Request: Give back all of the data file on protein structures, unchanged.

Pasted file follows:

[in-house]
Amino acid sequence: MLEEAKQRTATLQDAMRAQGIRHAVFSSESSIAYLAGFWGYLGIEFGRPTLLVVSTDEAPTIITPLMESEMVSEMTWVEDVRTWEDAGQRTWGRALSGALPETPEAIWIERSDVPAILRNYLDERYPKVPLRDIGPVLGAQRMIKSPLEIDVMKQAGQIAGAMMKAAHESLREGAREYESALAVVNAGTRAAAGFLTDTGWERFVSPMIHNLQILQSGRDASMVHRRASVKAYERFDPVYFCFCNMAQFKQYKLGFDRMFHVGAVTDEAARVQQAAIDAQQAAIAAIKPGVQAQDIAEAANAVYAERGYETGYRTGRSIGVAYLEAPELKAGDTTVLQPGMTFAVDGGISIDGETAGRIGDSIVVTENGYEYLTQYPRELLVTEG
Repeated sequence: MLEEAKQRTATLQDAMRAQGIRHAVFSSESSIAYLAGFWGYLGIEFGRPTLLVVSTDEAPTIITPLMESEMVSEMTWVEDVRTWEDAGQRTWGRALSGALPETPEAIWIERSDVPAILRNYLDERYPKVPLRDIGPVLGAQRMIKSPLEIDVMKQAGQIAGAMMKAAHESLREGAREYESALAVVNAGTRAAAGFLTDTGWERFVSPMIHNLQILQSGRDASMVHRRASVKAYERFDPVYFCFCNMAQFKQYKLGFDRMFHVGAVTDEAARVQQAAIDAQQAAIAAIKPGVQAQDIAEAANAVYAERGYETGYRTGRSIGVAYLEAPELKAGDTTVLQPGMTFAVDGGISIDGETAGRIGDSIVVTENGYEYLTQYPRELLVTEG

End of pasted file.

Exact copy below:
[in-house]
Amino acid sequence: MLEEAKQRTATLQDAMRAQGIRHAVFSSESSIAYLAGFWGYLGIEFGRPTLLVVSTDEAPTIITPLMESEMVSEMTWVEDVRTWEDAGQRTWGRALSGALPETPEAIWIERSDVPAILRNYLDERYPKVPLRDIGPVLGAQRMIKSPLEIDVMKQAGQIAGAMMKAAHESLREGAREYESALAVVNAGTRAAAGFLTDTGWERFVSPMIHNLQILQSGRDASMVHRRASVKAYERFDPVYFCFCNMAQFKQYKLGFDRMFHVGAVTDEAARVQQAAIDAQQAAIAAIKPGVQAQDIAEAANAVYAERGYETGYRTGRSIGVAYLEAPELKAGDTTVLQPGMTFAVDGGISIDGETAGRIGDSIVVTENGYEYLTQYPRELLVTEG
Repeated sequence: MLEEAKQRTATLQDAMRAQGIRHAVFSSESSIAYLAGFWGYLGIEFGRPTLLVVSTDEAPTIITPLMESEMVSEMTWVEDVRTWEDAGQRTWGRALSGALPETPEAIWIERSDVPAILRNYLDERYPKVPLRDIGPVLGAQRMIKSPLEIDVMKQAGQIAGAMMKAAHESLREGAREYESALAVVNAGTRAAAGFLTDTGWERFVSPMIHNLQILQSGRDASMVHRRASVKAYERFDPVYFCFCNMAQFKQYKLGFDRMFHVGAVTDEAARVQQAAIDAQQAAIAAIKPGVQAQDIAEAANAVYAERGYETGYRTGRSIGVAYLEAPELKAGDTTVLQPGMTFAVDGGISIDGETAGRIGDSIVVTENGYEYLTQYPRELLVTEG